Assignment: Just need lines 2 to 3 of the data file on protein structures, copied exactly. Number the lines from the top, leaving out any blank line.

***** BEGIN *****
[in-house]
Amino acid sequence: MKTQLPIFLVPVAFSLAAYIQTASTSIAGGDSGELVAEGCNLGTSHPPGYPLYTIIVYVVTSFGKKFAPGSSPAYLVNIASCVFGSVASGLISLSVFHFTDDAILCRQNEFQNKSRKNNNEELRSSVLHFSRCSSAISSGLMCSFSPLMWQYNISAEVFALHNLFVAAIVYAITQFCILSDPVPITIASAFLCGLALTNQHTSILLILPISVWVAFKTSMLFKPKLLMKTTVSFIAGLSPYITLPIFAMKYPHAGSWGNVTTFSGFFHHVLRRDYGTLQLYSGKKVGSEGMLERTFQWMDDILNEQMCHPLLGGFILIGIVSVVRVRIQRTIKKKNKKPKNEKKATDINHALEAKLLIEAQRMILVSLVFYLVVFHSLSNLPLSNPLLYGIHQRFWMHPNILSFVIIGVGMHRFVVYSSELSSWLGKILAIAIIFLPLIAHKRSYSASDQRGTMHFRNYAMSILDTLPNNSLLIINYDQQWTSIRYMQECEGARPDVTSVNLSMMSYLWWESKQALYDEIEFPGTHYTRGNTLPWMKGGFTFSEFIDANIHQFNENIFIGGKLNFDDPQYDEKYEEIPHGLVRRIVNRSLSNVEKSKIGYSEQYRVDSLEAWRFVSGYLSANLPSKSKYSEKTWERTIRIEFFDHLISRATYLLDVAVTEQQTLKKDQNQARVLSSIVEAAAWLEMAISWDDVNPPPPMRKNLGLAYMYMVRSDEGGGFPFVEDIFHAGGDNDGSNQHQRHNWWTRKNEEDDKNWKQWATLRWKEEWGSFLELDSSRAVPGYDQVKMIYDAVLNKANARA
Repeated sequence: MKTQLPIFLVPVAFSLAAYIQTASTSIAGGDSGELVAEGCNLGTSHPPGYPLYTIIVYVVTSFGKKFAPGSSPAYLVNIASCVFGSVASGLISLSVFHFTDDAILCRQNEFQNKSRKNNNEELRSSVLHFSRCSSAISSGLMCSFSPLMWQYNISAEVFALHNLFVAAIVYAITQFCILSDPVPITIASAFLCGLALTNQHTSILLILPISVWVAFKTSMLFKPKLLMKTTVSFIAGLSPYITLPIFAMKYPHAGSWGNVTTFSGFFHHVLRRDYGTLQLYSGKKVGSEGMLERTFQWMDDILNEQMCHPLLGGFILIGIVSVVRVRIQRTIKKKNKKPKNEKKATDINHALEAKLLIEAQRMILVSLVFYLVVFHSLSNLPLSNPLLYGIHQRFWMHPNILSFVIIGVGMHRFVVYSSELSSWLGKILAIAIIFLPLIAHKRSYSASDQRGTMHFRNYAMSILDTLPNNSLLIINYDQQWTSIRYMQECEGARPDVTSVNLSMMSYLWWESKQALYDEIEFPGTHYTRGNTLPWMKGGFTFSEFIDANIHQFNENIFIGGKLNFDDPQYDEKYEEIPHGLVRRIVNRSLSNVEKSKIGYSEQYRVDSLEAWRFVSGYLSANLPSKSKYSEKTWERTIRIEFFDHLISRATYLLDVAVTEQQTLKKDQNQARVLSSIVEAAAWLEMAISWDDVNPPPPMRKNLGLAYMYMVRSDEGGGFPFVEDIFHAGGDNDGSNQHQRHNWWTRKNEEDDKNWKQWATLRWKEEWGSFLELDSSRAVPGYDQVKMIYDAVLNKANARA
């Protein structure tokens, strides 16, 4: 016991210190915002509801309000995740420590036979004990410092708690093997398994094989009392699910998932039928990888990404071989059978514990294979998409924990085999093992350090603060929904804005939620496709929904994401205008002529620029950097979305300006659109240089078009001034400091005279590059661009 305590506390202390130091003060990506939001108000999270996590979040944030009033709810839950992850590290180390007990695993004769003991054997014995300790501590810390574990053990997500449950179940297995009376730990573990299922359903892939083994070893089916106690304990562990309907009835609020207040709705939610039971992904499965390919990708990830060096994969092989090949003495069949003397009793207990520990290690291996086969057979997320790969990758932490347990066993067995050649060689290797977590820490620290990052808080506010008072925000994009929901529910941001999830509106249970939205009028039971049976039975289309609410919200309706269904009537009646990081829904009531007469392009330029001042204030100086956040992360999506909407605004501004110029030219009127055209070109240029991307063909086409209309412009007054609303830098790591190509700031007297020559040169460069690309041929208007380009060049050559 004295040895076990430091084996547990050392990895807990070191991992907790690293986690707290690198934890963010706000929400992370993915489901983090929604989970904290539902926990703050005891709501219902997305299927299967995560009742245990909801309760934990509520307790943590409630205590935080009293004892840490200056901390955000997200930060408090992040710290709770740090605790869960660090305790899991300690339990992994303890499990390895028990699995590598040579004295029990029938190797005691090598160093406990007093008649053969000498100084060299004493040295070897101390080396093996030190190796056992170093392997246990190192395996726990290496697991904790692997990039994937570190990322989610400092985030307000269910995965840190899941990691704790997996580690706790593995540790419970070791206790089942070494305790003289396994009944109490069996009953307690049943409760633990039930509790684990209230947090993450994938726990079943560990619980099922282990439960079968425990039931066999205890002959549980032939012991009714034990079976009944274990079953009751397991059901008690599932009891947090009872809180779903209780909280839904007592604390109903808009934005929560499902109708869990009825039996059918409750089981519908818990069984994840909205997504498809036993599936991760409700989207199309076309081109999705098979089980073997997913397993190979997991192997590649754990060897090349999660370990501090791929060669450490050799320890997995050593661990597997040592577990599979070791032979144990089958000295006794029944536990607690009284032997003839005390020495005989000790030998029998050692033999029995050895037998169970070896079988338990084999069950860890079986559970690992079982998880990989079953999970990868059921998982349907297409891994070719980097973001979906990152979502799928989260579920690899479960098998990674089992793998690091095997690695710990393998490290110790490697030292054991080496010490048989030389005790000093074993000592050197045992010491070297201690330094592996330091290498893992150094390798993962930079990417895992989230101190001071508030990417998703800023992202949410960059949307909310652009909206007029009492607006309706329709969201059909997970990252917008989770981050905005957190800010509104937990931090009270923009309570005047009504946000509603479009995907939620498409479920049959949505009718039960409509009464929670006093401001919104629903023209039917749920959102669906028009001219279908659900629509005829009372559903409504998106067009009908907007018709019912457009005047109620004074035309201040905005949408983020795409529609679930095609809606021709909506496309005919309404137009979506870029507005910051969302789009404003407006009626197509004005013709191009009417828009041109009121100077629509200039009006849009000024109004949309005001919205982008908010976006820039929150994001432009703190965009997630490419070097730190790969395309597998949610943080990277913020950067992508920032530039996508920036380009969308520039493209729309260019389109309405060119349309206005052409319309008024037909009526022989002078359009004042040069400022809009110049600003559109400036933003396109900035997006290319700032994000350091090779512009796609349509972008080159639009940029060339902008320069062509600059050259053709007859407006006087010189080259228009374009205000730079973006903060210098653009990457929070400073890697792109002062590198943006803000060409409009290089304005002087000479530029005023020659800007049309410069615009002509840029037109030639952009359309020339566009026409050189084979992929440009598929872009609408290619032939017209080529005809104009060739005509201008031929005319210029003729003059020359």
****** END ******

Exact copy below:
Amino acid sequence: MKTQLPIFLVPVAFSLAAYIQTASTSIAGGDSGELVAEGCNLGTSHPPGYPLYTIIVYVVTSFGKKFAPGSSPAYLVNIASCVFGSVASGLISLSVFHFTDDAILCRQNEFQNKSRKNNNEELRSSVLHFSRCSSAISSGLMCSFSPLMWQYNISAEVFALHNLFVAAIVYAITQFCILSDPVPITIASAFLCGLALTNQHTSILLILPISVWVAFKTSMLFKPKLLMKTTVSFIAGLSPYITLPIFAMKYPHAGSWGNVTTFSGFFHHVLRRDYGTLQLYSGKKVGSEGMLERTFQWMDDILNEQMCHPLLGGFILIGIVSVVRVRIQRTIKKKNKKPKNEKKATDINHALEAKLLIEAQRMILVSLVFYLVVFHSLSNLPLSNPLLYGIHQRFWMHPNILSFVIIGVGMHRFVVYSSELSSWLGKILAIAIIFLPLIAHKRSYSASDQRGTMHFRNYAMSILDTLPNNSLLIINYDQQWTSIRYMQECEGARPDVTSVNLSMMSYLWWESKQALYDEIEFPGTHYTRGNTLPWMKGGFTFSEFIDANIHQFNENIFIGGKLNFDDPQYDEKYEEIPHGLVRRIVNRSLSNVEKSKIGYSEQYRVDSLEAWRFVSGYLSANLPSKSKYSEKTWERTIRIEFFDHLISRATYLLDVAVTEQQTLKKDQNQARVLSSIVEAAAWLEMAISWDDVNPPPPMRKNLGLAYMYMVRSDEGGGFPFVEDIFHAGGDNDGSNQHQRHNWWTRKNEEDDKNWKQWATLRWKEEWGSFLELDSSRAVPGYDQVKMIYDAVLNKANARA
Repeated sequence: MKTQLPIFLVPVAFSLAAYIQTASTSIAGGDSGELVAEGCNLGTSHPPGYPLYTIIVYVVTSFGKKFAPGSSPAYLVNIASCVFGSVASGLISLSVFHFTDDAILCRQNEFQNKSRKNNNEELRSSVLHFSRCSSAISSGLMCSFSPLMWQYNISAEVFALHNLFVAAIVYAITQFCILSDPVPITIASAFLCGLALTNQHTSILLILPISVWVAFKTSMLFKPKLLMKTTVSFIAGLSPYITLPIFAMKYPHAGSWGNVTTFSGFFHHVLRRDYGTLQLYSGKKVGSEGMLERTFQWMDDILNEQMCHPLLGGFILIGIVSVVRVRIQRTIKKKNKKPKNEKKATDINHALEAKLLIEAQRMILVSLVFYLVVFHSLSNLPLSNPLLYGIHQRFWMHPNILSFVIIGVGMHRFVVYSSELSSWLGKILAIAIIFLPLIAHKRSYSASDQRGTMHFRNYAMSILDTLPNNSLLIINYDQQWTSIRYMQECEGARPDVTSVNLSMMSYLWWESKQALYDEIEFPGTHYTRGNTLPWMKGGFTFSEFIDANIHQFNENIFIGGKLNFDDPQYDEKYEEIPHGLVRRIVNRSLSNVEKSKIGYSEQYRVDSLEAWRFVSGYLSANLPSKSKYSEKTWERTIRIEFFDHLISRATYLLDVAVTEQQTLKKDQNQARVLSSIVEAAAWLEMAISWDDVNPPPPMRKNLGLAYMYMVRSDEGGGFPFVEDIFHAGGDNDGSNQHQRHNWWTRKNEEDDKNWKQWATLRWKEEWGSFLELDSSRAVPGYDQVKMIYDAVLNKANARA